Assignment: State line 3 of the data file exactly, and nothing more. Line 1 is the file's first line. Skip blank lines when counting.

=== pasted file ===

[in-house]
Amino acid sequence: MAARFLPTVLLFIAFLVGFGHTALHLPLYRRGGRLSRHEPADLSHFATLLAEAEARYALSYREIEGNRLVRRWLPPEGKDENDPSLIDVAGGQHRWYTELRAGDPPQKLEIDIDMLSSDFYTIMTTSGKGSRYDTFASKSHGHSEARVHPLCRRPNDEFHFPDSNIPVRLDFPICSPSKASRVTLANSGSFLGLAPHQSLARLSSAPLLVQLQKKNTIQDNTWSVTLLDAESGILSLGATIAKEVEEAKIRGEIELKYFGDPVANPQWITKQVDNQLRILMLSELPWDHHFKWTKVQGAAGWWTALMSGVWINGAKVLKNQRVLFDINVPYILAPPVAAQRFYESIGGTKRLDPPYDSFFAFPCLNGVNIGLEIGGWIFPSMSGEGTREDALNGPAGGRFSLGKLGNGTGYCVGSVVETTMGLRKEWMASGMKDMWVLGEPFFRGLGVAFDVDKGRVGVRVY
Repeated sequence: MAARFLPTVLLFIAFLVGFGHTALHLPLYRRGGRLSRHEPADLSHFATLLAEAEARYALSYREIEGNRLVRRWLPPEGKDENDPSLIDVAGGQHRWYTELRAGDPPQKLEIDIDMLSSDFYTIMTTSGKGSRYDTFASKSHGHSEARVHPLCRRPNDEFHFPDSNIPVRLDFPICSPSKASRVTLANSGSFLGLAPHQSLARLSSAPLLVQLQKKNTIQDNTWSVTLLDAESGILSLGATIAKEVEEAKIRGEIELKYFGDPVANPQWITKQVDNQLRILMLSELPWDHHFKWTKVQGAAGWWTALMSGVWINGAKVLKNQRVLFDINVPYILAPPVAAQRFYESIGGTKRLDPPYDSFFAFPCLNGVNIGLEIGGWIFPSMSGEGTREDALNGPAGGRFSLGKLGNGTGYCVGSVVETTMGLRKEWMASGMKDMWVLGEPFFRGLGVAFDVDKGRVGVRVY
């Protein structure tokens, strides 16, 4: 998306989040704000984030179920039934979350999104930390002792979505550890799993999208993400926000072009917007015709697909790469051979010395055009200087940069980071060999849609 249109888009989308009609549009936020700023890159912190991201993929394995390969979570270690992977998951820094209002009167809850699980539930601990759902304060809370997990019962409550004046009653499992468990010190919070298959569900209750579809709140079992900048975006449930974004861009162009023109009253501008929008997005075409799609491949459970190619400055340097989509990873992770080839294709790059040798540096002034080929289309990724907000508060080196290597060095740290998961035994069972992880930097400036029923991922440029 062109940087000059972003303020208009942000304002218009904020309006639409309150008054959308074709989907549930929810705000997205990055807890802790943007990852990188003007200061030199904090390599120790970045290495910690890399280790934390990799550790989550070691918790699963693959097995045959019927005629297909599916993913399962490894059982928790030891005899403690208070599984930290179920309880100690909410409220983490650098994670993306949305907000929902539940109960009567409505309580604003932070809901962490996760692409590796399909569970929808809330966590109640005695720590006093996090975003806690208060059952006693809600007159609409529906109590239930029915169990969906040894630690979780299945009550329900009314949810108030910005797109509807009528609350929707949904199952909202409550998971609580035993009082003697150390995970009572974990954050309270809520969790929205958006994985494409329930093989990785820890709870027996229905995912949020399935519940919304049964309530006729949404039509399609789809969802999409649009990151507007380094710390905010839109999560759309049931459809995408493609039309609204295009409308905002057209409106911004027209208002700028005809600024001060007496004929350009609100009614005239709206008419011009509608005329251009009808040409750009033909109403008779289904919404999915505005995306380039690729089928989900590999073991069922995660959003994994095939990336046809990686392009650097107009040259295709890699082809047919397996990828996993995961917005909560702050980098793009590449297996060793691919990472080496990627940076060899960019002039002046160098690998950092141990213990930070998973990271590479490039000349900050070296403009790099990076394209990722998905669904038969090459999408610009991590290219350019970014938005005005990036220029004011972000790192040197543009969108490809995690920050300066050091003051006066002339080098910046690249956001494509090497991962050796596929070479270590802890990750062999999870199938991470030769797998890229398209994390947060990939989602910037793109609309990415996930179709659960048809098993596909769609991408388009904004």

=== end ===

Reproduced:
Repeated sequence: MAARFLPTVLLFIAFLVGFGHTALHLPLYRRGGRLSRHEPADLSHFATLLAEAEARYALSYREIEGNRLVRRWLPPEGKDENDPSLIDVAGGQHRWYTELRAGDPPQKLEIDIDMLSSDFYTIMTTSGKGSRYDTFASKSHGHSEARVHPLCRRPNDEFHFPDSNIPVRLDFPICSPSKASRVTLANSGSFLGLAPHQSLARLSSAPLLVQLQKKNTIQDNTWSVTLLDAESGILSLGATIAKEVEEAKIRGEIELKYFGDPVANPQWITKQVDNQLRILMLSELPWDHHFKWTKVQGAAGWWTALMSGVWINGAKVLKNQRVLFDINVPYILAPPVAAQRFYESIGGTKRLDPPYDSFFAFPCLNGVNIGLEIGGWIFPSMSGEGTREDALNGPAGGRFSLGKLGNGTGYCVGSVVETTMGLRKEWMASGMKDMWVLGEPFFRGLGVAFDVDKGRVGVRVY